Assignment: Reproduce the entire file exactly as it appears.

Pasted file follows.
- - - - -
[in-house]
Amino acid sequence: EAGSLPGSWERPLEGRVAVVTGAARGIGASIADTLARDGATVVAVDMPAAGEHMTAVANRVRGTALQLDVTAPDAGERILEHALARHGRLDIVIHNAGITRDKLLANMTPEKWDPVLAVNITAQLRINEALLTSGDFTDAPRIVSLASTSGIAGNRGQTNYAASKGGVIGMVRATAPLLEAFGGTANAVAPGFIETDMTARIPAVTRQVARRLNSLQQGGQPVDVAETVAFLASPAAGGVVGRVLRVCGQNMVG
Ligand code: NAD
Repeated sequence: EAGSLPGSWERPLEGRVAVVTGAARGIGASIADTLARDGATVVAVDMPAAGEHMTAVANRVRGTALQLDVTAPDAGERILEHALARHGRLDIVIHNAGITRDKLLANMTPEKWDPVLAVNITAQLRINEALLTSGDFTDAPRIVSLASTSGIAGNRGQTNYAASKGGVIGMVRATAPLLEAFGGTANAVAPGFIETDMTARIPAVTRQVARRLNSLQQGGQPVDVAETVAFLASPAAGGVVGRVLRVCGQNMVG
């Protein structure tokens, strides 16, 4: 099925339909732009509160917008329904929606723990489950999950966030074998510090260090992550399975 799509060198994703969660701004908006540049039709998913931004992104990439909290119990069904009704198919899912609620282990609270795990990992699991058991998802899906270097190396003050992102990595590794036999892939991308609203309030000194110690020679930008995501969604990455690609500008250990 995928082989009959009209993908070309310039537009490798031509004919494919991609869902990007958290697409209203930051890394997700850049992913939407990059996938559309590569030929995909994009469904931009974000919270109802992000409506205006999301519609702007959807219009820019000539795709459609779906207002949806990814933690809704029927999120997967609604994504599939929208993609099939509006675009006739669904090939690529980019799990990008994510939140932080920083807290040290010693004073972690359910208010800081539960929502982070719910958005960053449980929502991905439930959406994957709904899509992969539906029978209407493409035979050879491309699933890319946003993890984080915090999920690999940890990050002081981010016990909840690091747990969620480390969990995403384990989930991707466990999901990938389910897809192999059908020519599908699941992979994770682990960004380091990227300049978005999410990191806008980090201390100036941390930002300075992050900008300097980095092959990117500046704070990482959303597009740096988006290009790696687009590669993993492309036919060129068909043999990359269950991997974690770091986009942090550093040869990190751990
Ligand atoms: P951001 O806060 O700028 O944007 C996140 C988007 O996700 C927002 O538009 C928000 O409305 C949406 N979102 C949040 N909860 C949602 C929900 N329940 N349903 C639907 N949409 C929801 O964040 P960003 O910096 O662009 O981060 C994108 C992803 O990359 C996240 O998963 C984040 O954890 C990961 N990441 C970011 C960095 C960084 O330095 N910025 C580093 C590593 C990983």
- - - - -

[in-house]
Amino acid sequence: EAGSLPGSWERPLEGRVAVVTGAARGIGASIADTLARDGATVVAVDMPAAGEHMTAVANRVRGTALQLDVTAPDAGERILEHALARHGRLDIVIHNAGITRDKLLANMTPEKWDPVLAVNITAQLRINEALLTSGDFTDAPRIVSLASTSGIAGNRGQTNYAASKGGVIGMVRATAPLLEAFGGTANAVAPGFIETDMTARIPAVTRQVARRLNSLQQGGQPVDVAETVAFLASPAAGGVVGRVLRVCGQNMVG
Ligand code: NAD
Repeated sequence: EAGSLPGSWERPLEGRVAVVTGAARGIGASIADTLARDGATVVAVDMPAAGEHMTAVANRVRGTALQLDVTAPDAGERILEHALARHGRLDIVIHNAGITRDKLLANMTPEKWDPVLAVNITAQLRINEALLTSGDFTDAPRIVSLASTSGIAGNRGQTNYAASKGGVIGMVRATAPLLEAFGGTANAVAPGFIETDMTARIPAVTRQVARRLNSLQQGGQPVDVAETVAFLASPAAGGVVGRVLRVCGQNMVG
């Protein structure tokens, strides 16, 4: 099925339909732009509160917008329904929606723990489950999950966030074998510090260090992550399975 799509060198994703969660701004908006540049039709998913931004992104990439909290119990069904009704198919899912609620282990609270795990990992699991058991998802899906270097190396003050992102990595590794036999892939991308609203309030000194110690020679930008995501969604990455690609500008250990 995928082989009959009209993908070309310039537009490798031509004919494919991609869902990007958290697409209203930051890394997700850049992913939407990059996938559309590569030929995909994009469904931009974000919270109802992000409506205006999301519609702007959807219009820019000539795709459609779906207002949806990814933690809704029927999120997967609604994504599939929208993609099939509006675009006739669904090939690529980019799990990008994510939140932080920083807290040290010693004073972690359910208010800081539960929502982070719910958005960053449980929502991905439930959406994957709904899509992969539906029978209407493409035979050879491309699933890319946003993890984080915090999920690999940890990050002081981010016990909840690091747990969620480390969990995403384990989930991707466990999901990938389910897809192999059908020519599908699941992979994770682990960004380091990227300049978005999410990191806008980090201390100036941390930002300075992050900008300097980095092959990117500046704070990482959303597009740096988006290009790696687009590669993993492309036919060129068909043999990359269950991997974690770091986009942090550093040869990190751990
Ligand atoms: P951001 O806060 O700028 O944007 C996140 C988007 O996700 C927002 O538009 C928000 O409305 C949406 N979102 C949040 N909860 C949602 C929900 N329940 N349903 C639907 N949409 C929801 O964040 P960003 O910096 O662009 O981060 C994108 C992803 O990359 C996240 O998963 C984040 O954890 C990961 N990441 C970011 C960095 C960084 O330095 N910025 C580093 C590593 C990983």